Sunday, May 16, 2010

Yes and No

I have made precious little time for writing lately. This led me back to the admission that I have an incredibly hard time knowing when to say yes and when to say no. I have heard both sides concerning which answer should be more readily used. If we say “yes” more often we do not miss out on things, we do not shirk adventure because of fear or worry. However, if we say, “no” more often we do not overextend ourselves as much, we avoid burnout and resentment.
I am am someone who offers an eager yes to everything under the sun. I know it is so important to focus on what matters, but everything matters to me. And I truly love the multitude of activities that I delve into. So, how do I say no? When do I say no?
These are some questions that I have been working on to help me keep perspective and not allow my overzealous “yes” to get the best of me:

Do I still have plenty of time to build and nurture my relationship with my family?
Am I doing this with joy or out of guilt?
In 10 years will this seem as urgent or significant as it does right now?
Am I trying to prove something by doing this?
Am I willing and able to give appropriate time and attention to this opportunity?

Granted these are subjective questions. But, at least they slow me down enough to consider my words before I commit to any new things.

What about you? Are you more ready to say yes or no? Why is that? I can’t wait to hear all of your responses.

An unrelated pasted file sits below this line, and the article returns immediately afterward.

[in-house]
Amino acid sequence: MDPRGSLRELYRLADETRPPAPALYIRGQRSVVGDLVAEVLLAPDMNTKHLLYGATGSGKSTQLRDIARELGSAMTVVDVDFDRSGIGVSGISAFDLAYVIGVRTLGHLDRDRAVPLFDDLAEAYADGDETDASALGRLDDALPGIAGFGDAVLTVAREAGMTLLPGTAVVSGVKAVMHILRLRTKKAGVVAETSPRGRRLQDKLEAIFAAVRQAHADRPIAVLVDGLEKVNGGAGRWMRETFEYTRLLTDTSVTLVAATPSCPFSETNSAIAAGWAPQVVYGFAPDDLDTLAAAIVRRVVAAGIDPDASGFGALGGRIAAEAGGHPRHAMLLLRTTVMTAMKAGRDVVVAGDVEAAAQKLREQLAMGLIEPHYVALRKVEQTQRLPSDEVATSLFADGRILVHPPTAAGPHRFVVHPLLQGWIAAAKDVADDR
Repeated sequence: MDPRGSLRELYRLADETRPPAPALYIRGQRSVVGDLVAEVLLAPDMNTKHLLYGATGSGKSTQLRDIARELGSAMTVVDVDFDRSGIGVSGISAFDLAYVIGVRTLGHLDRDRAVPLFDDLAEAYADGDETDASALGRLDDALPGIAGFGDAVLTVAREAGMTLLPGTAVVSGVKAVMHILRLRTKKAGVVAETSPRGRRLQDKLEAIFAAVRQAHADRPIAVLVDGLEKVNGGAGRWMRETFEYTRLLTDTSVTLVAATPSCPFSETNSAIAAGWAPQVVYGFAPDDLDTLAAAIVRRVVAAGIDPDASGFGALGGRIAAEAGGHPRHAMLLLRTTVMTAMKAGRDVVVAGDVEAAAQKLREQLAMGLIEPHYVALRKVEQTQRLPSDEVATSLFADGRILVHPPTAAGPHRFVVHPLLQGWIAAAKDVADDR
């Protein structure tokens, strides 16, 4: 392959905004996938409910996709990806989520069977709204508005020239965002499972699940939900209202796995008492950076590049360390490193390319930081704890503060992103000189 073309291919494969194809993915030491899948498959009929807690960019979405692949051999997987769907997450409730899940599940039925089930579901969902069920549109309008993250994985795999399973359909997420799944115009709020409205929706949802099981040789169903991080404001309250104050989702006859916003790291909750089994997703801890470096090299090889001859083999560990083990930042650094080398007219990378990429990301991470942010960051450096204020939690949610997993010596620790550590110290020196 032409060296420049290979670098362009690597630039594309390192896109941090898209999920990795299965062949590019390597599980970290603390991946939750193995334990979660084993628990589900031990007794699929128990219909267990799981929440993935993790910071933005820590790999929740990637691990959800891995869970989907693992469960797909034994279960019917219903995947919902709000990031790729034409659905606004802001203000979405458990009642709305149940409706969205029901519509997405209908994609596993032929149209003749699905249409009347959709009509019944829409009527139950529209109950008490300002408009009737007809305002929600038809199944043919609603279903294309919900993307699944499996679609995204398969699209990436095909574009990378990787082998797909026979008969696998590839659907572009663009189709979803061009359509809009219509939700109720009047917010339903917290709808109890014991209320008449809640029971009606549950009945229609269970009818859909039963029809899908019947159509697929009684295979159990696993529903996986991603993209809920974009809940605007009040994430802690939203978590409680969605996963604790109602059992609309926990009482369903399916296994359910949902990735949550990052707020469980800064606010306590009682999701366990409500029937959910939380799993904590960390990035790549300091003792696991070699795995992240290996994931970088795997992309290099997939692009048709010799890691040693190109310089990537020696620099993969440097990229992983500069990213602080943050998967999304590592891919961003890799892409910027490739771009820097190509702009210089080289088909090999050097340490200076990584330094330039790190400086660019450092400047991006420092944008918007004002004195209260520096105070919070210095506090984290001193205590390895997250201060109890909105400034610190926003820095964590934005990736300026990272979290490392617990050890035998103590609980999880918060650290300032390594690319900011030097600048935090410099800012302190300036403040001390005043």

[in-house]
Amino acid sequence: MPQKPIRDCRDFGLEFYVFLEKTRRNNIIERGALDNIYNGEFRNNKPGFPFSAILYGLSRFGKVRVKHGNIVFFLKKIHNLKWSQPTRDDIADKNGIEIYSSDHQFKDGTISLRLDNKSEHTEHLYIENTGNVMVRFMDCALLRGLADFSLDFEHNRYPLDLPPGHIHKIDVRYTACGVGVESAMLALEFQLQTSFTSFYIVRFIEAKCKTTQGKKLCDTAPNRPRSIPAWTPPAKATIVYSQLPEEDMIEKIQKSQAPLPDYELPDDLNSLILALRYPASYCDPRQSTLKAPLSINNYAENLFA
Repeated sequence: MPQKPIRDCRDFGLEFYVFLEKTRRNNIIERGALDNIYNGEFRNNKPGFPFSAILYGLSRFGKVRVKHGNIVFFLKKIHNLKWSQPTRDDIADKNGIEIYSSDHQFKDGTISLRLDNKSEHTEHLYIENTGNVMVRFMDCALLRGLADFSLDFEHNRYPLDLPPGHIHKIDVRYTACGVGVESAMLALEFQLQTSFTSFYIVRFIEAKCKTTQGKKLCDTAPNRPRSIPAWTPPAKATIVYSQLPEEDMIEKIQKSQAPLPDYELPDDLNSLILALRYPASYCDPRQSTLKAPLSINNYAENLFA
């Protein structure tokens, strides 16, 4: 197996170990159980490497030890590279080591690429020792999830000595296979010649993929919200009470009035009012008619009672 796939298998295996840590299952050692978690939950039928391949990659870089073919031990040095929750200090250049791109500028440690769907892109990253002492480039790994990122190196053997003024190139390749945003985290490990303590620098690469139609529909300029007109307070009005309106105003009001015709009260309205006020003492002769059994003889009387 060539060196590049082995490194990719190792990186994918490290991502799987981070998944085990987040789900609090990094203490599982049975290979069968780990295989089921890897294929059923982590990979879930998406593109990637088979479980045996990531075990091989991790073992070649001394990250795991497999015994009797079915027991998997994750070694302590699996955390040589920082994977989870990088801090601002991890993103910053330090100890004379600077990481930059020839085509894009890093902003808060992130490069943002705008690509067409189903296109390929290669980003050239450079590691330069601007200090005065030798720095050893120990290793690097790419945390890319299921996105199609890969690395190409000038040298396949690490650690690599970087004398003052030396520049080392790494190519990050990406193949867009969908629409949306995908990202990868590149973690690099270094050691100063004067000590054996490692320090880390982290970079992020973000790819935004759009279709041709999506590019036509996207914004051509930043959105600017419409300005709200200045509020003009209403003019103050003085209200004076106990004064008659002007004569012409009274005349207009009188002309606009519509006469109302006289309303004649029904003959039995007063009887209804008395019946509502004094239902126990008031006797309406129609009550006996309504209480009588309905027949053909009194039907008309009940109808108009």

1. Kate, the third question made me stop short. 'Am I trying to prove something with this?' That is a question rarely asked, I suspect, and in my case it should be asked more often. Trying to prove one's worth, indispensability, or superior knowledge come to mind - not necessarily good reasons to say yes to something.

    Like many people, I find it difficult to say no. I like to be useful and helpful, and I don't like risking dislike or disapproval because of saying no. Someone asked me recently 'What's the worst that will happen if someone doesn't like you or what you do?' Well, most times, not much. We women, particularly, would do well to examine our need to please.

    If I do say 'no' to something, it's almost always accompanied by apologies or explanations, which are OK sometimes, but at others they just seem pathetic.

    Your questions are all good - I hope they will make 'yes' or 'no' easier to determine for you.

  2. Thank you so much Deborah. I totally resonate with your comment. It is far too often that we try to validate ourselves by saying yes. And some times it does come off as somewhat pathetic because often it will all be okay if we say no, the worst that will happen is not that bad. It is always so nice to realize that I am not the only one stuck in this conundrum. I am still contemplating yes or no. There are always so many opportunities and possibilities when a school year ends and I consider the summer and the year ahead.